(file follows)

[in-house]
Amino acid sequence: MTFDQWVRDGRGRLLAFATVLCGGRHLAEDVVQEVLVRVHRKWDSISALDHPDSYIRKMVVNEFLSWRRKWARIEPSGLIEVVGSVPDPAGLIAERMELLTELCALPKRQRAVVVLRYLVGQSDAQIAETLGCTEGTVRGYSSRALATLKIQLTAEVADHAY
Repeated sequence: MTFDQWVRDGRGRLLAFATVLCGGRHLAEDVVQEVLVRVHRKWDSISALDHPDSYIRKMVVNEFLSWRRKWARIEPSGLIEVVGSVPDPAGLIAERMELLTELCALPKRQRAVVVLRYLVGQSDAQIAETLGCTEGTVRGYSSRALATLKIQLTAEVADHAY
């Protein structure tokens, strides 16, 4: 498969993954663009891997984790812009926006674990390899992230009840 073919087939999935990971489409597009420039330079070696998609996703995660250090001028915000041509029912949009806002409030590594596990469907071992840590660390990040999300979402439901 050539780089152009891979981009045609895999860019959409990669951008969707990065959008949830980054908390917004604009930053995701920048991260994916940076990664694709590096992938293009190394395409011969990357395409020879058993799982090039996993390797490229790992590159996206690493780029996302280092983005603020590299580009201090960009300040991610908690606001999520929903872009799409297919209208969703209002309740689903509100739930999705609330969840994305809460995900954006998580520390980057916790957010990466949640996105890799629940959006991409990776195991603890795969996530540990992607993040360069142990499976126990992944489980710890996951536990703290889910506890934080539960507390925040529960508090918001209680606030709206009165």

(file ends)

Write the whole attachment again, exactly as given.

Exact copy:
[in-house]
Amino acid sequence: MTFDQWVRDGRGRLLAFATVLCGGRHLAEDVVQEVLVRVHRKWDSISALDHPDSYIRKMVVNEFLSWRRKWARIEPSGLIEVVGSVPDPAGLIAERMELLTELCALPKRQRAVVVLRYLVGQSDAQIAETLGCTEGTVRGYSSRALATLKIQLTAEVADHAY
Repeated sequence: MTFDQWVRDGRGRLLAFATVLCGGRHLAEDVVQEVLVRVHRKWDSISALDHPDSYIRKMVVNEFLSWRRKWARIEPSGLIEVVGSVPDPAGLIAERMELLTELCALPKRQRAVVVLRYLVGQSDAQIAETLGCTEGTVRGYSSRALATLKIQLTAEVADHAY
């Protein structure tokens, strides 16, 4: 498969993954663009891997984790812009926006674990390899992230009840 073919087939999935990971489409597009420039330079070696998609996703995660250090001028915000041509029912949009806002409030590594596990469907071992840590660390990040999300979402439901 050539780089152009891979981009045609895999860019959409990669951008969707990065959008949830980054908390917004604009930053995701920048991260994916940076990664694709590096992938293009190394395409011969990357395409020879058993799982090039996993390797490229790992590159996206690493780029996302280092983005603020590299580009201090960009300040991610908690606001999520929903872009799409297919209208969703209002309740689903509100739930999705609330969840994305809460995900954006998580520390980057916790957010990466949640996105890799629940959006991409990776195991603890795969996530540990992607993040360069142990499976126990992944489980710890996951536990703290889910506890934080539960507390925040529960508090918001209680606030709206009165």